Watching Normal

At my local:  people sitting, talking, smiling, greeting friends, accepting strangers.  Hardly ever an altercation–and even then, surprising apologies.  Warm, accepting (within bounds that can stretch when necessary), enjoying the hubbub of normality.


Chance Happy

At my local the other day, kind of reading but also eavesdropping on activities around me while sipping my cuppa.  Two people, a mom and her (probably) teenage son come in and walk to the line waiting to order.  From around a group of people come two other folks, a man and his (probably) teenage daughter.  The young people smile at one another and politely introduce dad and mom.  They all chat for a moment or two, and then, four people grinning broadly go their ways.

It was lovely.

Little Things

Sometimes, the old sayings seem new again.  The one I am thinking of now is “it’s the little things that count”.  This little saying never really meant much to me, but a thing happened today that caused me to give it a bit of thought.  Which means, of course, that you also can give it a thought.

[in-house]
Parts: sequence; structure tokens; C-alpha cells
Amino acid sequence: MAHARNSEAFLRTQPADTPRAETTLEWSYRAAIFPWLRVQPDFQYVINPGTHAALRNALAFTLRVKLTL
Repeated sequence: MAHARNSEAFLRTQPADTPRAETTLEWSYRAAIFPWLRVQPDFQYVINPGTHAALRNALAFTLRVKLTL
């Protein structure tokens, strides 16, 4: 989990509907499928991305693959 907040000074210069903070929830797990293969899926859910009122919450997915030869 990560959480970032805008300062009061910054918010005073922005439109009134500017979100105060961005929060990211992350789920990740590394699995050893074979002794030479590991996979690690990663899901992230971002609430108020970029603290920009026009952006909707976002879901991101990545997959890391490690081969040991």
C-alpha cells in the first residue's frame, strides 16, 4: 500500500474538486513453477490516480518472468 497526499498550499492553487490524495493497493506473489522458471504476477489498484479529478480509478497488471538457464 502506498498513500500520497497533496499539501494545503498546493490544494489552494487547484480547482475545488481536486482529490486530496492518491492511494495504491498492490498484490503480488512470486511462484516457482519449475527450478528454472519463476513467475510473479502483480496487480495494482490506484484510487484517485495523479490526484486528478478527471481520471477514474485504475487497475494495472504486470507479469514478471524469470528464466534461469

Little things.  Things like finding a whisker that my cat shed (I collect them and have done since Sister Dear mentioned that she kept her cat’s whiskers and I loved the idea).  They can be found in places you might expect–the spot where she likes to nap, for instance–but occasionally, I come across one in a spot where I would not have thought she would have been.  That’s a little thing that counts.

It’s not just the good little things that count, though.  The bad little things also count, because they provide a wake-up or provoke a re-think.  You hear someone berating a small child, or see a dog being mishandled, and it makes you re-interpret the person and relationships and noticing the weak and the strong in people.  Those are little things that count.